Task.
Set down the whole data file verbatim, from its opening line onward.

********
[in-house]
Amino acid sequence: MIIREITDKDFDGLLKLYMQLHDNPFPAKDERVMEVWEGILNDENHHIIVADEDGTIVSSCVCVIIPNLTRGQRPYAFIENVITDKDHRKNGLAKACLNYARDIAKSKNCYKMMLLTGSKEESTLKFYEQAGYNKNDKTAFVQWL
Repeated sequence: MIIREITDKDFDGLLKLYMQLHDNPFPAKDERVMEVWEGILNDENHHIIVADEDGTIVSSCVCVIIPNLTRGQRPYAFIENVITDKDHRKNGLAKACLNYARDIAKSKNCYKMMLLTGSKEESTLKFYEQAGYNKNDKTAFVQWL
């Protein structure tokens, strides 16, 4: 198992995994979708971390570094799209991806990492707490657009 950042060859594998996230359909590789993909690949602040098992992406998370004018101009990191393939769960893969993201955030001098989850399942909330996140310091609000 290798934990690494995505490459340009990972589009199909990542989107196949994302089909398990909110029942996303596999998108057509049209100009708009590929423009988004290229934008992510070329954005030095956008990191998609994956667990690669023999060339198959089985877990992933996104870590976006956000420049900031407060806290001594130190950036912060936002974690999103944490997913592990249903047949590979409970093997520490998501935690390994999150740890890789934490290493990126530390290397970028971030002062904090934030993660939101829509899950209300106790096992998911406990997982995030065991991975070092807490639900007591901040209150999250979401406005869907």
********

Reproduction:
[in-house]
Amino acid sequence: MIIREITDKDFDGLLKLYMQLHDNPFPAKDERVMEVWEGILNDENHHIIVADEDGTIVSSCVCVIIPNLTRGQRPYAFIENVITDKDHRKNGLAKACLNYARDIAKSKNCYKMMLLTGSKEESTLKFYEQAGYNKNDKTAFVQWL
Repeated sequence: MIIREITDKDFDGLLKLYMQLHDNPFPAKDERVMEVWEGILNDENHHIIVADEDGTIVSSCVCVIIPNLTRGQRPYAFIENVITDKDHRKNGLAKACLNYARDIAKSKNCYKMMLLTGSKEESTLKFYEQAGYNKNDKTAFVQWL
């Protein structure tokens, strides 16, 4: 198992995994979708971390570094799209991806990492707490657009 950042060859594998996230359909590789993909690949602040098992992406998370004018101009990191393939769960893969993201955030001098989850399942909330996140310091609000 290798934990690494995505490459340009990972589009199909990542989107196949994302089909398990909110029942996303596999998108057509049209100009708009590929423009988004290229934008992510070329954005030095956008990191998609994956667990690669023999060339198959089985877990992933996104870590976006956000420049900031407060806290001594130190950036912060936002974690999103944490997913592990249903047949590979409970093997520490998501935690390994999150740890890789934490290493990126530390290397970028971030002062904090934030993660939101829509899950209300106790096992998911406990997982995030065991991975070092807490639900007591901040209150999250979401406005869907």